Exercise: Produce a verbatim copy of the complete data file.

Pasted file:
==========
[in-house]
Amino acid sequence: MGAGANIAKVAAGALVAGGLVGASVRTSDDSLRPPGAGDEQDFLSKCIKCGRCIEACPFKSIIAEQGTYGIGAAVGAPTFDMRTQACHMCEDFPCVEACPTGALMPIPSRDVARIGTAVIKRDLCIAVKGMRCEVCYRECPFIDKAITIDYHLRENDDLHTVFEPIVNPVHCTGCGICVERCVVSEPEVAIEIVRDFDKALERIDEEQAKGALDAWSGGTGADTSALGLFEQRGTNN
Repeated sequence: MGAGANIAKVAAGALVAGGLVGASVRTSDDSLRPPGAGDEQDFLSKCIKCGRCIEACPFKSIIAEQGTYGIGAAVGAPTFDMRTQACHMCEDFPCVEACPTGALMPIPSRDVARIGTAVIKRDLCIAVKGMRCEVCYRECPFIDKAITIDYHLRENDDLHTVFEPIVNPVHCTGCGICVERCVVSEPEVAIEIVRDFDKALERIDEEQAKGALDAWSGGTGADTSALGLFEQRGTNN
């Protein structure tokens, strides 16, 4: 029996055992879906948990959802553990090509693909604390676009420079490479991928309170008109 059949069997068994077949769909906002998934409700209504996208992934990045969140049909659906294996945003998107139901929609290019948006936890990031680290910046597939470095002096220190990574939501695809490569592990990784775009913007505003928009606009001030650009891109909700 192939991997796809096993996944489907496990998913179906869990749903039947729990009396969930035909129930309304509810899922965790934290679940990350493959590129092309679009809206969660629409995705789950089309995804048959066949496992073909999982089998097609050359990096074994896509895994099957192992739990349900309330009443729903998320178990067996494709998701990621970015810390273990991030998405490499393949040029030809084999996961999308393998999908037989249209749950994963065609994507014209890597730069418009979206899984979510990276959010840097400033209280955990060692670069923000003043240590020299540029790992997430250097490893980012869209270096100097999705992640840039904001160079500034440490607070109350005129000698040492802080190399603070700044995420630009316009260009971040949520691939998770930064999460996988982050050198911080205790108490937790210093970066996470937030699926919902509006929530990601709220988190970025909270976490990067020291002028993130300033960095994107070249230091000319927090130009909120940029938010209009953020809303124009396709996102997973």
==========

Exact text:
[in-house]
Amino acid sequence: MGAGANIAKVAAGALVAGGLVGASVRTSDDSLRPPGAGDEQDFLSKCIKCGRCIEACPFKSIIAEQGTYGIGAAVGAPTFDMRTQACHMCEDFPCVEACPTGALMPIPSRDVARIGTAVIKRDLCIAVKGMRCEVCYRECPFIDKAITIDYHLRENDDLHTVFEPIVNPVHCTGCGICVERCVVSEPEVAIEIVRDFDKALERIDEEQAKGALDAWSGGTGADTSALGLFEQRGTNN
Repeated sequence: MGAGANIAKVAAGALVAGGLVGASVRTSDDSLRPPGAGDEQDFLSKCIKCGRCIEACPFKSIIAEQGTYGIGAAVGAPTFDMRTQACHMCEDFPCVEACPTGALMPIPSRDVARIGTAVIKRDLCIAVKGMRCEVCYRECPFIDKAITIDYHLRENDDLHTVFEPIVNPVHCTGCGICVERCVVSEPEVAIEIVRDFDKALERIDEEQAKGALDAWSGGTGADTSALGLFEQRGTNN
């Protein structure tokens, strides 16, 4: 029996055992879906948990959802553990090509693909604390676009420079490479991928309170008109 059949069997068994077949769909906002998934409700209504996208992934990045969140049909659906294996945003998107139901929609290019948006936890990031680290910046597939470095002096220190990574939501695809490569592990990784775009913007505003928009606009001030650009891109909700 192939991997796809096993996944489907496990998913179906869990749903039947729990009396969930035909129930309304509810899922965790934290679940990350493959590129092309679009809206969660629409995705789950089309995804048959066949496992073909999982089998097609050359990096074994896509895994099957192992739990349900309330009443729903998320178990067996494709998701990621970015810390273990991030998405490499393949040029030809084999996961999308393998999908037989249209749950994963065609994507014209890597730069418009979206899984979510990276959010840097400033209280955990060692670069923000003043240590020299540029790992997430250097490893980012869209270096100097999705992640840039904001160079500034440490607070109350005129000698040492802080190399603070700044995420630009316009260009971040949520691939998770930064999460996988982050050198911080205790108490937790210093970066996470937030699926919902509006929530990601709220988190970025909270976490990067020291002028993130300033960095994107070249230091000319927090130009909120940029938010209009953020809303124009396709996102997973």